What ‘severance pay’ is made of: ‘Being John Malkovich’ and a Sizzler Steakhouse

For some employees, what happens in Lumon stays in Lumon. Inside the world of the Apple TV+ series “Rupture,” they agreed to let the company implant a chip in them that splits their personality so that one side only remembers what happens in the office and the other only exists outside. Work and life are so perfectly balanced that the two will never meet.

Created by Dan Erickson, “Severance” follows the journey of Mark (Adam Scott), an Everyman employed in Lumon’s mysterious Macrodata Refinement (MDR) division who begins to question the higher forces shaping his life. Or rather, his life.

The critically acclaimed show combines sleek production design, surreal humor and an Orwellian take on the impact of office work on the human psyche, themes similar to those found in Terry Gilliam’s classic film . “Brazil” (1985) – one of Erickson’s favorites.

“There was this retro-future sense, but Ben has always been very adamant that we ground that in a logic and a psychology where Lumon is trying to disorient workers in time and space,” he said. he said, referring to Ben Stiller, who directed six of the nine episodes of the first season. “They have no idea where they might be, they don’t know exactly what year it is. There’s a slight, odd sense of timelessness, or a combination of different eras, and, to me, that meant we’re not in Lumon, but we’re still in Lumon.

In a video chat from his Los Angeles home, Erickson, 38, opened up about some of the other inspirations that helped fuel “Severance.” These are edited excerpts from the conversation.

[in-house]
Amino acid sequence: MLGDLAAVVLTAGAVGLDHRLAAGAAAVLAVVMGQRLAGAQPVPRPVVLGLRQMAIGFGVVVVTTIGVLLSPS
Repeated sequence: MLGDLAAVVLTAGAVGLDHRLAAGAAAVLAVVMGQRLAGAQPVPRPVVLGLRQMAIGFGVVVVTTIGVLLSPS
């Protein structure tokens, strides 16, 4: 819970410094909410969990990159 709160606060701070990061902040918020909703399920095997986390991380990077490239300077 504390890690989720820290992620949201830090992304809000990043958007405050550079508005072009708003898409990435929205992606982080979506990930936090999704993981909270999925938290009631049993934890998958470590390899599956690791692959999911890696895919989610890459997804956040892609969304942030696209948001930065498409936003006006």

“It was a movie that was really formative for me and made me want to be a writer,” Erickson said of Spike Jonze. mental journey of a moviewritten by Charlie Kaufman, in which the character of John Cusack works in a cramped office and one day discovers a passage in the head of actor John Malkovich.

“I feel like my favorite part is actually before they find the portal,” Erickson said. “You have the viscerally strange vision of the seven and a half floors where everyone has to crouch to walk around.

Mark’s line of work in “Severance” is equally disorienting and alienating. “I think the idea of ​​seeing a familiar space that’s sort of twisted and twisted probably comes directly from ‘Being John Malkovich,'” Erickson said. “They have this extremely low ceiling; we have the large open MDR space with the center cabin island that looks way too small for the space.

Turning our relationship with technology into nightmares, the British anthology series ‘Black Mirror’ is a natural point of reference for ‘Severance’. Erickson distinguished this 2014 feature film, especially its ending, in which a character is essentially condemned to a hellish loop. “I remember being so cold and scared after seeing this, this devastating idea of ​​having to go through this endless loneliness,” Erickson said. He noted a parallel to when Mark Helly’s co-worker (Britt Lower) first tries to escape from Lumon. “It’s this nightmare of running out a door and then you run back, and you realize you’re really stuck in this liminal space with this kind of nightmarish logic,” he said.